Wetherspoon’s new pub in Poynton sits on a site which was farmland up until 1964, when The Kingfisher public house was built there. Over the years, the pub has had many names. To the delight of many, the purchase and major refurbishment of the pub by Wetherspoon have seen the original name reinstated and new life breathed into the building. The stunning design owes much to the building’s history and local surroundings.
Indeed, the challenge to the team at locally based Architect CT was to create a modern, welcoming pub which could encapsulate the area’s strong industrial heritage and sense of community.
That heritage is strongly linked to industry: the railways, coal mines and brickworks.
The area is also where the Pickford family, who built the internationally renowned removals business, has its foundations – quite literally. The family started business as a local quarry owner, moving stones, mending roads and transporting goods by horse and cart, barge, ship and train – even carrying people to London as passengers in the Pickford fly wagons.
So, where do you begin in the transformation of the pub?
Well, the team thought it best to start with a blank canvass. While they retained the existing shell of the property, the inside had a full strip-out, giving plenty of space for the creative juices to craft a pub with a story to tell.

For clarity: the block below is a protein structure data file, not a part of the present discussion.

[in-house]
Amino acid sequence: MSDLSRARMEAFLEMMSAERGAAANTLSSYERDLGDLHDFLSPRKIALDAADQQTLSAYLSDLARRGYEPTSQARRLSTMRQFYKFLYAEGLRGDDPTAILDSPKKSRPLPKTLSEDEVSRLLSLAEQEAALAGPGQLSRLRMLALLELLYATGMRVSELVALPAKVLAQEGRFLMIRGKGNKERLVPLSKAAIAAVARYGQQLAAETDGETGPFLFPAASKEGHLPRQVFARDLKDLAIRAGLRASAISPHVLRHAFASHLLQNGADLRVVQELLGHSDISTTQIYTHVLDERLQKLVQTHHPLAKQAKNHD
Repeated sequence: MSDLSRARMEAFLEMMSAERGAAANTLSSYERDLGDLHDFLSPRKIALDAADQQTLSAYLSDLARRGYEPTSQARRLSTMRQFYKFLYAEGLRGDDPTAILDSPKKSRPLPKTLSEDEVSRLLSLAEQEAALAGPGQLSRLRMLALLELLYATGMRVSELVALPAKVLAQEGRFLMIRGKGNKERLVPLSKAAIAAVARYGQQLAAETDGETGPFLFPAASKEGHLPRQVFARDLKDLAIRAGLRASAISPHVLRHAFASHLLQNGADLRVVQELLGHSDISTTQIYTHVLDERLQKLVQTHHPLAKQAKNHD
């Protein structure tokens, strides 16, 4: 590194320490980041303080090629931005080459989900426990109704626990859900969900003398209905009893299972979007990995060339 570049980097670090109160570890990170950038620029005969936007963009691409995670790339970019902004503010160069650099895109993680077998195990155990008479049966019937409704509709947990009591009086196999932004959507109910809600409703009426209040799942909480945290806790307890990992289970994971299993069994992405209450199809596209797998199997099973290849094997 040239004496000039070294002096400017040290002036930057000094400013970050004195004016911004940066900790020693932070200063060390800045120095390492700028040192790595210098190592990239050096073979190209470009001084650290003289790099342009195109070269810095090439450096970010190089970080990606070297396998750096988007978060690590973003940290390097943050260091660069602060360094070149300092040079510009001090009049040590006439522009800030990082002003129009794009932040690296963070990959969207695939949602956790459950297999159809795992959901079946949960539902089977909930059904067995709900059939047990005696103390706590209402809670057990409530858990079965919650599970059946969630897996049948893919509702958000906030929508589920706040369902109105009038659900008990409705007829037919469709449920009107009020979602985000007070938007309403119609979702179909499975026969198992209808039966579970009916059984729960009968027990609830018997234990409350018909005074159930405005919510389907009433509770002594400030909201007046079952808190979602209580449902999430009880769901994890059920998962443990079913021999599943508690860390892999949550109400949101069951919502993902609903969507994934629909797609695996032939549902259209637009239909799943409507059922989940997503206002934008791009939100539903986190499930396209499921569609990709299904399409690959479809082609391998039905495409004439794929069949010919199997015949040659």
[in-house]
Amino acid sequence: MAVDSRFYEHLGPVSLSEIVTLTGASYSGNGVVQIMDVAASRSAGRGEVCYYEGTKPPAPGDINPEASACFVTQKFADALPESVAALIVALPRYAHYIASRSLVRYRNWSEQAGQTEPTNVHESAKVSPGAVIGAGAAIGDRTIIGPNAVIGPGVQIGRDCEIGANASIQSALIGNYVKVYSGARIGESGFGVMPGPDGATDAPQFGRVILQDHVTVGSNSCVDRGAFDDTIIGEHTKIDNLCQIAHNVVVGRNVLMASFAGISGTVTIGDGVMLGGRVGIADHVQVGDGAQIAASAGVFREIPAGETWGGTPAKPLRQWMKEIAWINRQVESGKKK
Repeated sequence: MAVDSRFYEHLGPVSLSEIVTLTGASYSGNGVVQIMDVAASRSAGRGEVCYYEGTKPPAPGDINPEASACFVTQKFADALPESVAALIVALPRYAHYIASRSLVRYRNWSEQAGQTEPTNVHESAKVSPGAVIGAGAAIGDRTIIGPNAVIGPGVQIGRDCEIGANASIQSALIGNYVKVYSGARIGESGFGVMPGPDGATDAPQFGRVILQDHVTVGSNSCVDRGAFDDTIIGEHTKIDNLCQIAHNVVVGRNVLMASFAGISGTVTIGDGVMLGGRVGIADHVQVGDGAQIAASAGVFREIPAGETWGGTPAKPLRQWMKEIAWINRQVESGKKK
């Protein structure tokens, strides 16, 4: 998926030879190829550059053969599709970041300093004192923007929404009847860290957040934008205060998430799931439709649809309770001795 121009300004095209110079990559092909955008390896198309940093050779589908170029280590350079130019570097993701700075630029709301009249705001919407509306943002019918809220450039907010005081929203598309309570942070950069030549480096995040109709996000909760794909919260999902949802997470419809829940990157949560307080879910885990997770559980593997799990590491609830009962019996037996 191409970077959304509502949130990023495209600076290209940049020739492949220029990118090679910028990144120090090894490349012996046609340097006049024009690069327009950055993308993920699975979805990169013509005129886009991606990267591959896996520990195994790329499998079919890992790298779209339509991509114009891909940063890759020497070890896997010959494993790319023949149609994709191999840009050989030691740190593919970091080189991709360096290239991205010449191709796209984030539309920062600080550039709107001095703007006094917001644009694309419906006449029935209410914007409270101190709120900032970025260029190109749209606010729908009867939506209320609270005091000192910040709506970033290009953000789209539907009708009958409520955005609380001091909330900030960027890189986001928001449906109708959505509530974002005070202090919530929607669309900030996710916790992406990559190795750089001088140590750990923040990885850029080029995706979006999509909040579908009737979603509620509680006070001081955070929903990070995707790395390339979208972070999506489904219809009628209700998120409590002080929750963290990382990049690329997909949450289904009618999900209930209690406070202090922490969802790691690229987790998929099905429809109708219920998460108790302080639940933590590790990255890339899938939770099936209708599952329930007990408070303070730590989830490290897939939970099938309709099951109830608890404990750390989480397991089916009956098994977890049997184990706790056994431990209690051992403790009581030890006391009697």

As you enter the pub’s grand entrance lobby, a high-level brickwork feature contrasts sharply with modern lighting, expressing the organic progression of the village which is changing and moving with the times.
The bird which gives the pub its name is also not forgotten. There is a sculpture of a kingfisher on the bar, while the architects have used interesting shapes and undulations in the building to suggest the flow of a river.
Everywhere you look, there seems to be a focal point, be it the furnace-like industrial fireplace, the window into the working cellar or the canopy over the beer garden. The pub manages to combine intimacy with grandeur – rooms are formed with screens, and atmospheric lighting serves to highlight the soft, rhythmic shapes.
The designers have also used Poynton’s traditional village diamond motif to good effect, replicating its diamond shape on various finishes – carpets, flooring, wall tiles and the external zinc wall-cladding all carry the motif.
Local artists have also played their part. Rob Wilson has provided paintings of the local church and the community centre, while David Bez has used old Poynton colliery photos as inspiration for a series of paintings.
The Kingfisher is a modern and enthusiastic scheme which echoes Poynton’s historic roots and promotes community spirit.